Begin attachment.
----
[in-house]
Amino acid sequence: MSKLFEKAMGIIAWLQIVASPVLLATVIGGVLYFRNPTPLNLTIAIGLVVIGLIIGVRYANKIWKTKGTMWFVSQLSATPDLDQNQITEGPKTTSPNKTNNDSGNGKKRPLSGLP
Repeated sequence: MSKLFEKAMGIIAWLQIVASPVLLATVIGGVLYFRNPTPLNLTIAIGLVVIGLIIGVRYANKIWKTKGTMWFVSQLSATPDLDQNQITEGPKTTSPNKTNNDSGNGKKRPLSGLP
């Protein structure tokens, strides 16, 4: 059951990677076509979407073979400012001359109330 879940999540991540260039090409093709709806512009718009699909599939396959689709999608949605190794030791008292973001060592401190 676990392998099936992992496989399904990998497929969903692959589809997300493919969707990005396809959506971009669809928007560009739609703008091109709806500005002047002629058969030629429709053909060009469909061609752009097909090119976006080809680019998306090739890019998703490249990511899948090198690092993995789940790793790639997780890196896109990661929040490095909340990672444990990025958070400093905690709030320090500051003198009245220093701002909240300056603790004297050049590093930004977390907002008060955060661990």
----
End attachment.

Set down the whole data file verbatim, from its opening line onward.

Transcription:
[in-house]
Amino acid sequence: MSKLFEKAMGIIAWLQIVASPVLLATVIGGVLYFRNPTPLNLTIAIGLVVIGLIIGVRYANKIWKTKGTMWFVSQLSATPDLDQNQITEGPKTTSPNKTNNDSGNGKKRPLSGLP
Repeated sequence: MSKLFEKAMGIIAWLQIVASPVLLATVIGGVLYFRNPTPLNLTIAIGLVVIGLIIGVRYANKIWKTKGTMWFVSQLSATPDLDQNQITEGPKTTSPNKTNNDSGNGKKRPLSGLP
């Protein structure tokens, strides 16, 4: 059951990677076509979407073979400012001359109330 879940999540991540260039090409093709709806512009718009699909599939396959689709999608949605190794030791008292973001060592401190 676990392998099936992992496989399904990998497929969903692959589809997300493919969707990005396809959506971009669809928007560009739609703008091109709806500005002047002629058969030629429709053909060009469909061609752009097909090119976006080809680019998306090739890019998703490249990511899948090198690092993995789940790793790639997780890196896109990661929040490095909340990672444990990025958070400093905690709030320090500051003198009245220093701002909240300056603790004297050049590093930004977390907002008060955060661990």